Skip to main content

Twins preview: Mauer still questionable, southpaw Diamond looks to stymie Sox again

  • Author:
  • Updated:

Minnesota Twins catcher and batting leader Joe Mauer sat out Friday's game against the Boston Red Sox, and Saturday will be a game-time decision depending on the condition of a sore back.

As the Associated Press reports, the injury doesn't appear to be any more serious than some stiffness for the five-time All-Star catcher, who is leading the Twins with a .349 batting average and has a 14-game hitting streak.

But Manager Ron Gardenhire is listening to the trainers, according to the Twins official site. "It's pretty simple here -- he came in with a stiff back and there's no sense of him playing in this weather," Gardenhire said Friday. "[The trainers] said to give him a day here and we'll go from there. I listen to what they say."

On Friday, the Twins were not to play Mauer unless backup catcher Ryan Doumit was injured, so Joe sat. No doubt the Twins miss his consistency and presence on the field; in addition to the hitting streak, during which he has a .446 average with 11 doubles and 11 walks, he's 8 for 18 with five doubles over four meetings with the Red Sox this season.

Also hoping for continued success against the Red Sox is pitcher Scott Diamond. After starting the year on the 15-day disabled list following the removal of a bone chip from his left elbow, Diamond has pitched well for the Twins, including his seven-inning, three-hit shutdown of the Red Sox on May 7, according to the Twins site.

Diamond is a lefty, and the Sox haven't done much damage against left-handed pitchers this season. From hard throwers to soft tossers, southpaws have stymied Boston's offense to the tune of a .230 batting average and just 12 home runs in more than 500 plate appearances.

Diamond will be trying to bounce back from a poor outing Sunday against Baltimore, where he allowed six runs on nine hits, including three homers, over 5 2/3 innings.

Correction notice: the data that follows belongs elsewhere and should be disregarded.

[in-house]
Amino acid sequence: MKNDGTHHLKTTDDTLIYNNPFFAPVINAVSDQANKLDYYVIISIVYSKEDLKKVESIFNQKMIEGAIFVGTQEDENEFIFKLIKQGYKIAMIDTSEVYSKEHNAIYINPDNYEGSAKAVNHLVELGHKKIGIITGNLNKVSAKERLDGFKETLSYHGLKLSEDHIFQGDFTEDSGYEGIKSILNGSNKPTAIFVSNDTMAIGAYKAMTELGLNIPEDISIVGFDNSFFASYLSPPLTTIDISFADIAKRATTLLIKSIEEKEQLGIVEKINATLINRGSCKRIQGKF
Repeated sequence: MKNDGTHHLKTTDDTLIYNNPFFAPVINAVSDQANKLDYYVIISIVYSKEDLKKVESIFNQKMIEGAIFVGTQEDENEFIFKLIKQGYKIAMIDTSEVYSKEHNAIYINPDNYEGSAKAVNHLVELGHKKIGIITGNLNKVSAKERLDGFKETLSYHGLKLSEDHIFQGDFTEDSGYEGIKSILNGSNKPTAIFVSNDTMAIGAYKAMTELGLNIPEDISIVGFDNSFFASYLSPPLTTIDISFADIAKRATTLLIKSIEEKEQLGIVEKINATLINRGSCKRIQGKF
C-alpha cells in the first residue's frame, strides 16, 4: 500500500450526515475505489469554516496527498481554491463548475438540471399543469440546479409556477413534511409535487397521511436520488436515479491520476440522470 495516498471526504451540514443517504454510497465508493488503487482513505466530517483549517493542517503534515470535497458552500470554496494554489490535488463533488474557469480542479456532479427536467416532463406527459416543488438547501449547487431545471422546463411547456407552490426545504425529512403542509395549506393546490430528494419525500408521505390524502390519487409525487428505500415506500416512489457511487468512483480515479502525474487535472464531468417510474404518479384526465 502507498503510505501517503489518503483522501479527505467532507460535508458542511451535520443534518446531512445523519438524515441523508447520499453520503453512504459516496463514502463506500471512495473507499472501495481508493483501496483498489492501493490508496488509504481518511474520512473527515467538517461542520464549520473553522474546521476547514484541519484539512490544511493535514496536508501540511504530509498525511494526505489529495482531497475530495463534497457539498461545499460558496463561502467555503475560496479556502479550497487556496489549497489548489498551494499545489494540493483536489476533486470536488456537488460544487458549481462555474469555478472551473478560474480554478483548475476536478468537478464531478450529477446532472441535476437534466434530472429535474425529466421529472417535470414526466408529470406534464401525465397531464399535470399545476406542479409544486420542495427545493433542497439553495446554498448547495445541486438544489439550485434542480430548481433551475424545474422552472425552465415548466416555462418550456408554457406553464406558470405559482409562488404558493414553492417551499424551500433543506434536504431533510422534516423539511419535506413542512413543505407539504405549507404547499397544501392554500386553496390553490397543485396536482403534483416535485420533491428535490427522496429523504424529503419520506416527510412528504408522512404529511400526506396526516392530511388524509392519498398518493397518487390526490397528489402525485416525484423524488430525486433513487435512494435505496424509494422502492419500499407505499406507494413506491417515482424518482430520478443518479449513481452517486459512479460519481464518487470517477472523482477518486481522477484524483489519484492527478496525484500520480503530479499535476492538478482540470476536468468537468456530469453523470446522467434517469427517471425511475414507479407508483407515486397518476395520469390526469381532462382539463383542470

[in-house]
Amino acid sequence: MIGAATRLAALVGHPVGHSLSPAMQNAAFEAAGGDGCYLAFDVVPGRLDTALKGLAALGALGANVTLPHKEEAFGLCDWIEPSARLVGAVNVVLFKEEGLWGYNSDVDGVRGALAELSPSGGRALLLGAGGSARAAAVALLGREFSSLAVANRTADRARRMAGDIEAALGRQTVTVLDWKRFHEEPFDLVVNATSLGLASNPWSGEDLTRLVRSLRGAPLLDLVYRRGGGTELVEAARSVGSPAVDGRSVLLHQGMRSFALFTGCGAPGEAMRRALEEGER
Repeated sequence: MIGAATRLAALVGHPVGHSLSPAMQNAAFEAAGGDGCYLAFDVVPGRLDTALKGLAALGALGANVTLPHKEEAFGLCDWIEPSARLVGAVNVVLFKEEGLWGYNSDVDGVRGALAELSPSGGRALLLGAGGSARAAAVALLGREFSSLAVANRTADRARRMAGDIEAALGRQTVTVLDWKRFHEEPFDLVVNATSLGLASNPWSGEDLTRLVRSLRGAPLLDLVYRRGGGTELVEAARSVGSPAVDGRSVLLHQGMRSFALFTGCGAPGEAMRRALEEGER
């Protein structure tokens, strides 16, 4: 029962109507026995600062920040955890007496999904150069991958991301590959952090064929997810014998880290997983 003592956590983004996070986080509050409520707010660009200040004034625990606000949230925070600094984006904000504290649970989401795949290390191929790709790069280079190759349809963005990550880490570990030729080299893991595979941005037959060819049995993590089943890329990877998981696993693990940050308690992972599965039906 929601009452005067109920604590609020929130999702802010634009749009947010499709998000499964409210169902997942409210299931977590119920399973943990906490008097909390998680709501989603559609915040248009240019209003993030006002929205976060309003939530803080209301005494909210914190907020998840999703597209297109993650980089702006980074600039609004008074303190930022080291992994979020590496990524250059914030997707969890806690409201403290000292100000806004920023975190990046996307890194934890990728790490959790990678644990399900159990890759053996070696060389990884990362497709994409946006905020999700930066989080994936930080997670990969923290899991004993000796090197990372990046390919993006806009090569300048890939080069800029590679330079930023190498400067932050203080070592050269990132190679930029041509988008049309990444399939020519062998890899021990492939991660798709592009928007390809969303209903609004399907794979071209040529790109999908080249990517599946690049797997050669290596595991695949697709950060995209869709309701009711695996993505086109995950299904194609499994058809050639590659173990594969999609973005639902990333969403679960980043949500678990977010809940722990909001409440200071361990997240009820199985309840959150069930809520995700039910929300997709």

"It's very unusual for him," Gardenhire said. "He's normally pretty spot-on."

Next Up

minneapolis police

Man fatally shot overnight in north Minneapolis

The shooting was reported around 2:20 a.m.

Screen Shot 2022-05-22 at 8.30.08 AM

Campsites closed at Voyageurs National Park due to 'historic' water levels

All backcountry trails and campsites are closed, as well as many frontcountry sites.

state capitol Minnesota

Lawmakers reach agreement on tax cuts ahead of session's end

Lawmakers announced they had reached a deal on a tax bill Saturday ahead of the looming session deadline.


Victims of daytime drive-by shooting in Robbinsdale identified

The two men died after a hail of bullets struck a vehicle.

Screen Shot 2022-05-22 at 8.14.37 AM

Source of 'loud explosion' in Brooklyn Park a mystery

The noise was investigated by police, but no source could be determined.

covid, vaccine, booster shots

COVID: All Americans over 50 advised to get a second booster

Cases, hospitalizations and deaths are on the rise again as new COVID variants emerge.

J.W. Peck (left) and Eric Galler.

2 Minnesotans inducted into White Castle's Hall of Fame

White Castle — it's what a man in Minneapolis and another in Woodbury, crave.

Screen Shot 2022-05-21 at 5.46.37 PM

Video shows officers ended pursuit before fatal crash in Anoka

The crash occurred when the driver fled police during an attempted traffic stop in Coon Rapids.

Eli Hart

6-year-old Eli Hart identified as boy found dead in car trunk

The kindergartner's father was trying to get full custody of his son.


Boy found dead in trunk of car in Mound was kindergartner

"It is horrifying and difficult to process a tragedy of this magnitude, especially in our close-knit community," the superintendent wrote.

Minneapolis police

Man found yelling for help after being shot in Minneapolis

The shooting occurred on the 800 block of Elwood Avenue North at around 9:15 p.m.

Screen Shot 2022-05-21 at 9.56.21 AM

Minneapolis North principal says she was fired, district says otherwise

“MPS requires schools to follow protocols in times like that and I did not,” Friestleben said.